What happened to my smiling background?

World 1-1These smiles in the background defined big parts of my childhood. The mood, the design, the color palettes; all have become secondhand to me in my platforming history. Not the menacing, cryptic excerpts found in Jason Nelson’s “game, game, game and game again.” Disturbing music mixes, hand-drawn doodles and scribbles, aggressively written text scattered in the background; everything about this game has theming that transcends what the game has you doing. Which is jumping and moving. Collecting collectible doo-dads. Secret pathway and taunting vortexes of doom. What am I playing?

Well it seems like I’m playing a game that is more about the message than the gameplay. The gameplay supplies a means of progressing through a narrative, a non-cohesive one at that. This could be compared to flipping a page, clicking on next page, or other means of interacting with various parts of new media as we’ve explored this semester.  The appeal of the game is the level on interaction involved. Because of past histories with games, surpassing the video game era and reaching into every history of game development, internet designers have a huge catalog to study and develop games with.

What I found most engaging about the games is the methodology on directing the player. Starting level with extended titles to theme the stages and presenting an ambiguous player to control allow anyone accessing the game a unified degree of entry. The game does not care if you are a gamer or not; it wants you to be able to play.

What is most engaging is the theming and tasks. One level that stuck out to me was the level with block. Having the creature go up the stairs collecting things was reminiscent of the end of most Mario Brothers levels, which the ends of the stairs would lead to a leap for the flag of completion. Instead, we have an intended fall to the bottom and scrolling to the left. This part felt the most degrading, as my gaming desire for success involved failing in the most literal sense.

No easy way to Map out

The expansive growth of the narrative can easily make one lost in all of its complexities. Stephen Mamber’s proposal on taking the narrative into a visual form in “Narrative Mapping” follows our studies of “the whale hunt” last week. By alternating the narrative development process from a traditional written form to something more visual and guided, it can transform into a different kind of piece that expands the notion of story, time, and focus.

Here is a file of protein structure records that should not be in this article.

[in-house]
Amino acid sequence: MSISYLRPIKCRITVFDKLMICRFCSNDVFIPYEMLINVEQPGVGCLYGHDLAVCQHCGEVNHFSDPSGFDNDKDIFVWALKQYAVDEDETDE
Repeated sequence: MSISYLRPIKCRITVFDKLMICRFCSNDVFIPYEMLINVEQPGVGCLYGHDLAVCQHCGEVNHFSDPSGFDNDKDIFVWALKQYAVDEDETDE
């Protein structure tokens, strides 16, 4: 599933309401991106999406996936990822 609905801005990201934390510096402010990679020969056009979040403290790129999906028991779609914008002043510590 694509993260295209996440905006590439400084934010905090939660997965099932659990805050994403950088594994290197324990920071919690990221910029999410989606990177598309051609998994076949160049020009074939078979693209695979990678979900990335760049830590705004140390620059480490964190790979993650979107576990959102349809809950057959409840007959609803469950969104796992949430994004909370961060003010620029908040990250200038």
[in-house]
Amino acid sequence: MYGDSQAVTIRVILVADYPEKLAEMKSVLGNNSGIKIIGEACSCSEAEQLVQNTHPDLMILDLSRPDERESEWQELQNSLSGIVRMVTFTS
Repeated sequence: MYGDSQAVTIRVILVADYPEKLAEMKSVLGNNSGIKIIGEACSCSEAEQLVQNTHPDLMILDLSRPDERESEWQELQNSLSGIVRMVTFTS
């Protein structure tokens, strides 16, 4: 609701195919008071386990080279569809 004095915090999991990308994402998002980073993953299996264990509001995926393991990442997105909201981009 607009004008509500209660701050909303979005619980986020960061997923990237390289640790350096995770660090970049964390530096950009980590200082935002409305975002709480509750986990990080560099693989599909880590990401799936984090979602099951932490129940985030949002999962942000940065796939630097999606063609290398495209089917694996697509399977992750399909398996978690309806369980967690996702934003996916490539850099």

At first glance I believed the maps to only be used as blueprints for how a narrative should be told, the plot, the timeline, and what the progression of events. This came from a high-school understanding of Gustav Freytag’s plot model traditional literary models (introduction, escalating action, climax, falling action, and resolution). After delving more into the article, seeing how maps worked in other works such as the Baron and The Birds made me realize that a map didn’t nearly dictate how a plot is supposed to be viewed. It acts as a tool to help analyze connections in the literature. The maps can be used to connect character relationships, locales, similarities in sections (chapters, pages, etc), dialogue; the list of things that can be depicted in visual diagrams goes on and on. What immediately came to my head is the mapping of storyline and time. As some texts can get complex, especially any dealing with time travel, plot lines and key events can be easily displayed on a diagram. I know the recent movie release, Looper, and the famous novella Chronicle of a Death Foretold, could both benefit from the implementation of a diagram to closely follow what is happening in the narrative. The mapping of a timeline, or multiple timelines, can help make sense of convoluted stories that requires multiple readings.

What I think Mamber pushes in the article in the emphasis on presenting literature and new media in a format that gives us new ways of challenging works. Does the story expand far and wide to present a greater story? What does a story do within the confines of the map? Does the diagram benefit of hamper the story? What isn’t the diagram showing?

I was also thinking about Alex Glass’s blog post and agree that the mapping that gives away too much takes the satisfaction and enjoyment out of finding out what makes the narrative unique. I do think, however, that authors can manipulate diagrams to deceive viewers and present a perspective that would put the audience on a more difficult path towards fully comprehending a piece of work.